Monthly child tax credit payments have arrived, offering 35 million U.S. families hundreds, and potentially thousands, of dollars through the end of this year.
A one-year expansion of the credit, included in the huge COVID rescue bill President Joe Biden signed in March, is providing couples earning less than $150,000 — $75,000 for a single earner — $250 a month from July to December for each child between ages 6 and 17. For kids under 6, the monthly payout is $300.
For eligible but better-off households who may not need the funds to pay down debt or deal with household essentials, the influx of cash offers an opportunity to teach children about managing money.
Here are a few ways to get the most from your family's child tax credit cash.
1. Buy savings bonds
Savings bonds are excellent gifts for kids, especially younger ones who won’t be tempted to cash them in any time soon.
Bonds are essentially like loans you give the U.S. government. They can be redeemed any time after 12 months, but cashing them in too soon can lose you a significant chunk of interest or even cost you a penalty.
Series EE or I savings bonds will earn interest for up to 30 years. You can buy them, in your child’s name, online at TreasuryDirect.gov.
2. Get the kids a share of stock or an investment account
Stock from a big-name company is a gift that can grow. And there’s no better way to teach kids about investing than by making them shareholders themselves.
Are your kids obsessed with Frozen? Buy them stock in Disney. Or maybe you can’t drag them off the computer at bedtime. You can buy them stock in Roblox, or maybe Nintendo.
And if you want to encourage a life-long passion for investing, setting up an account with a kid-friendly investing service is an easy way to get them sending their spare change off to work on Wall Street.
3. Give children their own debit cards
Another great way to teach your kids about managing money is to set them up with their own debit card.
You'll want it to be a card you'll oversee — sort of a debit card with training wheels.
One debit card for children can be controlled by parents through an app. You can set up the card to automate allowance payments, establish parent-paid interest rates or assign chores to help your kids manage some early income.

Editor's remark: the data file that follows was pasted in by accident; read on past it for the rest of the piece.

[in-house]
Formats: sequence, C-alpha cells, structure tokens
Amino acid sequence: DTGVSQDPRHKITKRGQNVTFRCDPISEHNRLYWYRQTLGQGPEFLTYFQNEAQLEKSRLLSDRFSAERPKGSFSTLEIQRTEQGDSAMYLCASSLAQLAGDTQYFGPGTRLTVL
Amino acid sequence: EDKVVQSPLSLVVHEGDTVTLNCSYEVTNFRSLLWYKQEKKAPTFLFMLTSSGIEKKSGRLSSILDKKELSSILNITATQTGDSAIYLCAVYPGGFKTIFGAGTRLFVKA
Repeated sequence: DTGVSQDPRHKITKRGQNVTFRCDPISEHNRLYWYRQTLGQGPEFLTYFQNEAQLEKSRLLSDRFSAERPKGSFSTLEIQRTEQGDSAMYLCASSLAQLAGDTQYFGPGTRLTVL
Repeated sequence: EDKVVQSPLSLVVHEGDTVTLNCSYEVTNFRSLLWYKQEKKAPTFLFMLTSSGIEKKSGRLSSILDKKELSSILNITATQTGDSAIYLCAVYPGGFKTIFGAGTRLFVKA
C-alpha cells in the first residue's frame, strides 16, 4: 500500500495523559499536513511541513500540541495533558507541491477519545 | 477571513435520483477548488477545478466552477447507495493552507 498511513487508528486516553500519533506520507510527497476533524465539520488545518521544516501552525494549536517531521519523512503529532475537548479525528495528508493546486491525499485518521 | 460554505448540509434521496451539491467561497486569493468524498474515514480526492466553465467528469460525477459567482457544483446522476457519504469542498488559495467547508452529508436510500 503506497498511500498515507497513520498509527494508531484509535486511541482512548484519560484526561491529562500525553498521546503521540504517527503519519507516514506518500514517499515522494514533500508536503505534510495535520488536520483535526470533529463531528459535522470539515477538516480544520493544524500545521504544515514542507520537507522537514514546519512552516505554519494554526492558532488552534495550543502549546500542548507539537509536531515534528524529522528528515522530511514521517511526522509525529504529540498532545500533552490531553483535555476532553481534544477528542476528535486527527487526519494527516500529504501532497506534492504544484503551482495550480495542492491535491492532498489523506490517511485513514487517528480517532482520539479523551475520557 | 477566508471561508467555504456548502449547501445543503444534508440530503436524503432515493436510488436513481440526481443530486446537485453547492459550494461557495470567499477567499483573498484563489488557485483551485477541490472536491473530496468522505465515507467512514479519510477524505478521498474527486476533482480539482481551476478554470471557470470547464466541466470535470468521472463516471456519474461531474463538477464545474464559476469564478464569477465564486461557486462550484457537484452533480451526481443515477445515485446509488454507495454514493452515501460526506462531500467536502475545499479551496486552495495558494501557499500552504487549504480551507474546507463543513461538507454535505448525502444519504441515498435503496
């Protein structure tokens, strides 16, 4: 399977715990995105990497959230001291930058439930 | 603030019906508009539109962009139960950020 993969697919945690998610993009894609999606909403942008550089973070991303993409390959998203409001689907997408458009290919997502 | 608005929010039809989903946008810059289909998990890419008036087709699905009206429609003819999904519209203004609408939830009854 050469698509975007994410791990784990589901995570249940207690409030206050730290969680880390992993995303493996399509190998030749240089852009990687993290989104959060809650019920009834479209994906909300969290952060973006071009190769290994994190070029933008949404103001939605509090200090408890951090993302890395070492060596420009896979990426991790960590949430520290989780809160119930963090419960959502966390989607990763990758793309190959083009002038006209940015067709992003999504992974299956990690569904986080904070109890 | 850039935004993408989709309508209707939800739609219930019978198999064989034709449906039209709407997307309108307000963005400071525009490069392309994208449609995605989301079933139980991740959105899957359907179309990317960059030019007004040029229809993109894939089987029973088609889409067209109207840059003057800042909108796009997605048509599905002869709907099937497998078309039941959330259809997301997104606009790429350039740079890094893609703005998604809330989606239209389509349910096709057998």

4. Open a savings account
Piggy banks are fun, but your kids’ savings aren’t doing anything for them sitting on the shelf. A savings account can not only help you teach them how banking works, but it also puts the funds to work.
What you should look for is an online savings account that has a higher interest rate. Then, together you can come up with some savings goals — like for a new video game console, bike or art supplies.
While your kids are still young, you’ll probably have to sign on as a co-owner of the account. But once they’re mature enough to take control, you can transfer it over to them to manage.
5. Start a college savings fund
It may take a few years (or decades), but your children will eventually thank you for setting up a college savings fund for them.
Opening and contributing to a 529 college savings plan will help set them on the right track for their future — and help offset the stress of paying for higher education.
These plans are offered by states and also boast certain tax advantages. You can either save and invest a pile of money for your child’s higher education or prepay for tuition at a participating school.
6. Put together a thank-you package
Have your children’s teachers been working double-time over the last year to make the challenges of the pandemic a little easier for your kids? Or maybe Grandma and Grandpa have been helping you out with child care so you could continue to work?
If someone in your child's life deserves a special shout-out, you can use some of the child credit money to provide a lesson on expressing gratitude.
When you’re shopping around for the right gift, stretch your dollars as far as possible online by downloading a free browser extension that automatically scours for better deals and coupons before you click "buy."
7. Make donations
Has your family held up fine throughout the pandemic? Others have not fared well, with nearly 11 million children living in poverty across the country.
The child tax credit payments are a good opportunity to teach your young ones about giving to those in need.
Get your kids involved by having them help pick a charity for donating some funds, based on their interests or age group. Your household should be able to claim these donations when you file your taxes next year.
8. Spend on something fun
After all the lessons on spending money responsibly, saving and investing, why not give your kids a little to spend for fun?
Maybe they want a new pair of running shoes or a family-friendly board game. Whatever it is, letting your kids pick how they spend some of their cash can help them feel empowered and mature.
If they already have plenty of spending money, maybe set the funds aside to use later for booking a relaxing beach vacation that the whole family can enjoy after the stress of the pandemic.
9. Buy life insurance
One of the best things you can do for your kids is to make sure they’ll be taken care of if anything were to happen to you.
Using your funds to buy an affordable life insurance policy will give your family financial protection and give you some peace of mind.
A limited-time term life policy can provide money to pay off the mortgage and send your kids to college, if you were out of the picture. A lifetime permanent life insurance policy can build up "cash value" that your children may be able to use when they're grown up.